Growing up in Colorado, I attended a small, Baptist church out in the country, and I loved it. The drive was 40 minutes one way, but my mother took us every time the doors were open. We were rarely early (or on time), but we always stayed late. After the service, the church building and the fields surrounding it were a place of fun and adventure. We played all kinds of sports and had races low-crawling under the pews. I loved being in that place.
After I got saved, the church took on even more meaning to me. It was no longer restricted to a single location or even the services or events themselves. The Church was God’s people, and I could meet with them anywhere! Loving the Church (people) was an easy transition for me following regeneration because of the love I already had for the church (place).
We all have goals and aspirations for our children. There are certain things we want them to know, do, and be when they leave home and enter the adult world. One of the things that I try to cultivate in my kids is a love for the church – both local and universal. It is, after all, the Bride of Christ (Rev. 19:6-9), the Body of Christ (Rom. 12:3-8), His Holy Temple (Eph. 2:19-22), and His Flock (Acts 20:28). We are told to meet with the Church regularly (Heb. 10:24-25) in order to sanctify others and be sanctified ourselves (Eph. 4:11-16), which puts the mystery of God’s plan on display before a watching world (Eph. 3:7-10).
But sometimes I think my children enjoy church for the wrong reasons. For instance, a friend (who will remain Brian Triplett) once told me that he refers to the church building as the “church house” – a term borrowed from the Puritans. This helps his children to distinguish the church body from the church building. I adopted this into my own vocabulary, but now my second child regularly refers to it as the “Donut House”.
Other times, however, I can tell that they truly love being at church because of the people. Like when I ask my son on a Friday night, “What would you like to do tomorrow?” And he responds genuinely, “Maybe we can go to church?”
So, as I attempt to balance the “worldly fun” (i.e. donuts, running, playgrounds, and games) with “spiritual seriousness” (i.e. singing the same song as everyone else, not talking during prayer, and paying attention to the Bible lesson), I thought it would be helpful to ask Brian and Pastor Daniel for practical ways they’ve sought to instill in their children a love for God’s Church that endures beyond the sugar high and, by God’s grace, into adulthood.
Below is the question I asked and their responses, which I hope you find as helpful and encouraging as I have.
“How do you cultivate a love for the church in your children?”
“I first check my own heart. If I’m not excited about worship and the fellowship of the believers, it would be hypocritical to expect my family and children to act otherwise. I have to ask myself, “Do I look forward to corporate worship, fellowship groups, etc.? If not, why?” Confirming first that I have a love for the church is essential, then I can turn to the externalities.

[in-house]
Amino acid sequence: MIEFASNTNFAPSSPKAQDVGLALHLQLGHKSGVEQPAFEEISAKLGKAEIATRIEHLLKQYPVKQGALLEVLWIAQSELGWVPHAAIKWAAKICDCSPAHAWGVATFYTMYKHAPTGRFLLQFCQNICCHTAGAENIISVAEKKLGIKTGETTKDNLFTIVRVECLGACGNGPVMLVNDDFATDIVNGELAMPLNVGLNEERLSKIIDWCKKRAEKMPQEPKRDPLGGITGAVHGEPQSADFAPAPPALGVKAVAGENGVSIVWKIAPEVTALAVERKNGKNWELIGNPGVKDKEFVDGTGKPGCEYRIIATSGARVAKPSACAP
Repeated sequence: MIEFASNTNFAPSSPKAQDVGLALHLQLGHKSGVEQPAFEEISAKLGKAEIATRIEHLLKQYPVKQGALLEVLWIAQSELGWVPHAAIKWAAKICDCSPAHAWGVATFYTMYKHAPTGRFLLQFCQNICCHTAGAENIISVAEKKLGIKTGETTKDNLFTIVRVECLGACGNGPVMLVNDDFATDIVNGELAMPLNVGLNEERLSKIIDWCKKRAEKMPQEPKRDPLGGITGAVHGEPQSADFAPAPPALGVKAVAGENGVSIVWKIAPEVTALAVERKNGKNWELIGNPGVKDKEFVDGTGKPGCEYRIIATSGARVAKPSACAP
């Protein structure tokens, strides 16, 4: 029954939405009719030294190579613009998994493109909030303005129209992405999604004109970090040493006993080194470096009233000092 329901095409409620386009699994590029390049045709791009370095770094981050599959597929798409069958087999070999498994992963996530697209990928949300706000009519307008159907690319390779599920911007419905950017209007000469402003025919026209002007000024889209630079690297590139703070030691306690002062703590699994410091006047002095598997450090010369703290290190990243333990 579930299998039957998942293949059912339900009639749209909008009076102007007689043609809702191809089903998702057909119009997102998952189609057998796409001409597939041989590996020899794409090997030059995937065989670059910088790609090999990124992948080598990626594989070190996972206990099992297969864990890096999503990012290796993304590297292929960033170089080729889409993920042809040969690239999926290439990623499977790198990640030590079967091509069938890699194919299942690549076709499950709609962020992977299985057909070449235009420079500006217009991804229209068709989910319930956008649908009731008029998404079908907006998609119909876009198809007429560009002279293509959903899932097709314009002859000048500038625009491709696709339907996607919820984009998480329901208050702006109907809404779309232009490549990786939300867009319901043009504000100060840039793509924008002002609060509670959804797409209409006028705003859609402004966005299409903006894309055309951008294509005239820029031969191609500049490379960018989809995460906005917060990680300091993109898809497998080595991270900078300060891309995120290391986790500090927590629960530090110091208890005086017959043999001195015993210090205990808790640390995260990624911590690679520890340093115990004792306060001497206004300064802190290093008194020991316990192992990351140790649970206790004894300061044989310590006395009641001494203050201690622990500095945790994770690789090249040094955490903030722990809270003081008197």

I’m careful with my language when I talk about the church and worship. I try to be intentional with my language. I want my kids to be clear that “the church” is those baptized believers we are worshipping with not the facilities and events surrounding those people. I also make sure my demeanor is one of excitement and joy when I talk about the church. We don’t have to go to church, we get to go to church. It’s a privilege, it’s natural, it’s enjoyable. Simply put, it’s what we are made for.”
-Brian Triplett (Elder)
“Like most everything we would like to see in our kids, if we want them to love the church, we better demonstrate that WE love the church ourselves. Our children see where we use our time and resources and where our deepest friends are. We make gathering together a priority and we make participation in all that church does a normal expectation for our family. We frequently have people from the body in our home and we encourage and support any childhood friendships they may have in the church. We also take our children with us when we go to visit or serve people in the body.
As they have grown we have also begun to teach them about God’s love for His bride and how we too should love and cherish the church. We talk often about our appreciation for the church we are a part of and we pray regularly as a family for those in our flock. Ultimately God is the only one who can give a lasting love for His bride to our children, but we do our best to show and talk of the great joys of being a part of God’s people.”
-Daniel Gillespie (Pastor)